Coral Rock plans mixed-income rental complex in Florida City 

Project expected to attract demand from south Miami-Dade and Upper Keys

Coral Rock Development Group’s Stephen Blumenthal, David Brown, Victor Brown and Michael Wohl with rendering of Card Sound Key Apartments
Coral Rock Development Group’s Stephen Blumenthal, David Brown, Victor Brown and Michael Wohl with rendering of Card Sound Key Apartments (Coral Rock Development Group, Getty)

Coral Rock Development Group plans a mixed-income apartment complex in Florida City, marking the firm’s continued bet on south Miami-Dade County.

The 342-unit Card Sound Key Apartments will consist of six four-story buildings on 13 acres at the southwest corner of Krome Avenue and South Dixie Highway, according to a Coral Rock news release.

The lot is one of the last parcels of land before Florida City gives way to the Everglades. Coral Rock said in the release that Card Sound Key is expected to draw residents from south Miami-Dade County and the Upper Keys.

Florida City commissioners approved the project this month. Construction is expected to start early next year and be completed in 2025, the release says.

The complex will offer one- to three-bedroom apartments, with 20 percent of the units reserved as workforce housing, and the remainder priced at market-rate rents.

The workforce units will target households earning 100 percent of the area median income, Coral Rock said via email. This means that a one-person household can’t earn more than Miami-Dade’s current $68,300 annual AMI, according to the Florida Housing Finance Corporation.

The Pascual, Perez, Kiliddjian, Starr & Associates-designed project will include a walking and exercise trail encircling the property, with workout stations, and a dog park, according to the release.

Rendering of Card Sound Key Apartments dogpark
Rendering of Card Sound Key Apartments dogpark (Coral Rock Development Group, Getty)

Card Sound Key’s inclusion of workforce units comes as Miami-Dade residents have struggled for years as among the most cost-burdened in the nation. Population influx to South Florida since 2020 has only exacerbated the issue by creating unprecedented demand, leading to record rent hikes.

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Although rent increases have abated since last summer, a RentCafe report still ranked Miami-Dade as the “most competitive” apartment market of 2022. An average of 32 renters vied for each available unit, far above the national average of 14 renters competing for an apartment, the report found.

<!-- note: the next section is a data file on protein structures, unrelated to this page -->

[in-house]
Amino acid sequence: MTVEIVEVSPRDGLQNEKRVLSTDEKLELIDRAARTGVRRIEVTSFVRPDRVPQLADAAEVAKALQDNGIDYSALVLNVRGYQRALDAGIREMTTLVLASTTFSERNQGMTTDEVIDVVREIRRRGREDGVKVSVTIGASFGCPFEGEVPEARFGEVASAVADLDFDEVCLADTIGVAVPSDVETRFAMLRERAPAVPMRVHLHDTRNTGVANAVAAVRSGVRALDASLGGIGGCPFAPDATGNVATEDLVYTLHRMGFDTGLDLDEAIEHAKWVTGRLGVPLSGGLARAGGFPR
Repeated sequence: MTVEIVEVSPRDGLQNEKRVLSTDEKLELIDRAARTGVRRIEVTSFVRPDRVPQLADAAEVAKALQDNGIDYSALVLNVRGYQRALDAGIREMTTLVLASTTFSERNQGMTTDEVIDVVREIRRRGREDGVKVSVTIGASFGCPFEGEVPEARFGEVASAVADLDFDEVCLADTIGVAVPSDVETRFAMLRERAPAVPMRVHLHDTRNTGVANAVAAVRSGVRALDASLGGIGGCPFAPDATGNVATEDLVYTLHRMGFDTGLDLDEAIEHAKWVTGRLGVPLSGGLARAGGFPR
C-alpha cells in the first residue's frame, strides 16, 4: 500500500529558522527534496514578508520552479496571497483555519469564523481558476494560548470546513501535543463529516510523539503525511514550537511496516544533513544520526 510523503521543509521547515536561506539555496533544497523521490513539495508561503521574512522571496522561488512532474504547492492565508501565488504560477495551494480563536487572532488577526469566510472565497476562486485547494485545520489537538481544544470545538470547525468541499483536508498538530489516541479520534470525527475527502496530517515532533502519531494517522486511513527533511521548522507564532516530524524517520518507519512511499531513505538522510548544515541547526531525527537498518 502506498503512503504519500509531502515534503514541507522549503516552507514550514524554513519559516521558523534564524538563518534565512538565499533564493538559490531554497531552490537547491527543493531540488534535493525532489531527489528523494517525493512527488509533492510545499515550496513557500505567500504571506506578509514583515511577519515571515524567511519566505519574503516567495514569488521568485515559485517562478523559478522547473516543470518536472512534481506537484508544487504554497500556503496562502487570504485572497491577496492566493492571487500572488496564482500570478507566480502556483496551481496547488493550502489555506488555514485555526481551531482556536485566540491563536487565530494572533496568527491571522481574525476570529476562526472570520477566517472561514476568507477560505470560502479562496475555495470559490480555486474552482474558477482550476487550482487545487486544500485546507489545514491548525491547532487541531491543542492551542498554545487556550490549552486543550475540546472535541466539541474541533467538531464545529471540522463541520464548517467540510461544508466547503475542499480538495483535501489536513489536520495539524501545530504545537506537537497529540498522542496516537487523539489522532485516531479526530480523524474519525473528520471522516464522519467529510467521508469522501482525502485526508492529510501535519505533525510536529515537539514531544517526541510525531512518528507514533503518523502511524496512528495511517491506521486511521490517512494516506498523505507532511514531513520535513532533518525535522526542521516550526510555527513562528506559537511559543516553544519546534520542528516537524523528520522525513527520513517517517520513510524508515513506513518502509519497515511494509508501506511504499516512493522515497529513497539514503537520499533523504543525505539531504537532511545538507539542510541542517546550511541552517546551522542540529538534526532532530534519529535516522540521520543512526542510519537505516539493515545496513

This isn’t the first mixed-use project for Coral Gables-based Coral Rock. The firm is led by principals Stephen Blumenthal, David Brown, Victor Brown and Michael Wohl, according to its website.

In North Miami, the firm plans the 10-story Kayla at Library Place on the city-owned site of the Greater North Miami Chamber of Commerce at 13100 West Dixie Highway. The 138 units will break down to 55 affordable housing apartments and 83 workforce housing apartments.

Rendering of Card Sound Key Apartments clubhouse
Rendering of Card Sound Key Apartments clubhouse (Coral Rock Development Group, Getty)

Last year, the developer completed the mixed-use Pura Vida Hialeah with 260 apartments and over 50,000 square feet of commercial space.

Coral Rock’s plan to build the South Dade Logistics and Technology District on 378 acres outside the Urban Development Boundary has been at the heart of contention since last year.
The UDB is an invisible boundary meant to stop development encroachment onto farmland, wetlands, the Everglades and Biscayne Bay.

Despite strong pushback from Miami-Dade County Mayor Daniella Levine Cava and environmentalists who argued the development site might be earmarked for Everglades restoration, county commissioners overrode Levine Cava’s veto in November.

South Dade Logistics, which will include industrial space and offices targeting tech firms, isn’t in the clear yet. After a resident asked the state to nix the project’s approval, Florida’s Department of Economic Opportunity notified the county in a letter sent last month that Miami-Dade’s approval process may have been erroneous, the Miami Herald reported.

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